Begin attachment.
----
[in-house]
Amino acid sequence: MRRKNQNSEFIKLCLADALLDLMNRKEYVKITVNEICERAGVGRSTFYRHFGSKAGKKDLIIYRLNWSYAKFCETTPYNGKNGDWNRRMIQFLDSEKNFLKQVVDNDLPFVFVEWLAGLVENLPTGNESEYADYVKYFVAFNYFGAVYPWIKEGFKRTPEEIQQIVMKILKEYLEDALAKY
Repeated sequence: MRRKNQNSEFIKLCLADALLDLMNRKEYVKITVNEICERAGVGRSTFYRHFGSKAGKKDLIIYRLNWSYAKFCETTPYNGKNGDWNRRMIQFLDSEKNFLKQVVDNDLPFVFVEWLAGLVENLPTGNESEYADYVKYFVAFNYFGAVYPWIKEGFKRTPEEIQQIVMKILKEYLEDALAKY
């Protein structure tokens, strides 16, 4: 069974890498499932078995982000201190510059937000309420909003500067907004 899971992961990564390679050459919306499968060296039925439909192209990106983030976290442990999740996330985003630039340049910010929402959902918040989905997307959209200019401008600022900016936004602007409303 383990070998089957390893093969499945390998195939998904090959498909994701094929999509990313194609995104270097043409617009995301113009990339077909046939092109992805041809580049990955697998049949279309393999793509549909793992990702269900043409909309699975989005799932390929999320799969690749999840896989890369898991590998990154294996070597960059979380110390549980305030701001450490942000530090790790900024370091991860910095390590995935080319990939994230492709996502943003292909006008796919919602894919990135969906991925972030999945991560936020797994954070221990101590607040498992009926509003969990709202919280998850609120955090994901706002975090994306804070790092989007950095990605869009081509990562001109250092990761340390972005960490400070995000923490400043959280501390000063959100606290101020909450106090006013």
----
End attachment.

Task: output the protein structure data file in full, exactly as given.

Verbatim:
[in-house]
Amino acid sequence: MRRKNQNSEFIKLCLADALLDLMNRKEYVKITVNEICERAGVGRSTFYRHFGSKAGKKDLIIYRLNWSYAKFCETTPYNGKNGDWNRRMIQFLDSEKNFLKQVVDNDLPFVFVEWLAGLVENLPTGNESEYADYVKYFVAFNYFGAVYPWIKEGFKRTPEEIQQIVMKILKEYLEDALAKY
Repeated sequence: MRRKNQNSEFIKLCLADALLDLMNRKEYVKITVNEICERAGVGRSTFYRHFGSKAGKKDLIIYRLNWSYAKFCETTPYNGKNGDWNRRMIQFLDSEKNFLKQVVDNDLPFVFVEWLAGLVENLPTGNESEYADYVKYFVAFNYFGAVYPWIKEGFKRTPEEIQQIVMKILKEYLEDALAKY
């Protein structure tokens, strides 16, 4: 069974890498499932078995982000201190510059937000309420909003500067907004 899971992961990564390679050459919306499968060296039925439909192209990106983030976290442990999740996330985003630039340049910010929402959902918040989905997307959209200019401008600022900016936004602007409303 383990070998089957390893093969499945390998195939998904090959498909994701094929999509990313194609995104270097043409617009995301113009990339077909046939092109992805041809580049990955697998049949279309393999793509549909793992990702269900043409909309699975989005799932390929999320799969690749999840896989890369898991590998990154294996070597960059979380110390549980305030701001450490942000530090790790900024370091991860910095390590995935080319990939994230492709996502943003292909006008796919919602894919990135969906991925972030999945991560936020797994954070221990101590607040498992009926509003969990709202919280998850609120955090994901706002975090994306804070790092989007950095990605869009081509990562001109250092990761340390972005960490400070995000923490400043959280501390000063959100606290101020909450106090006013």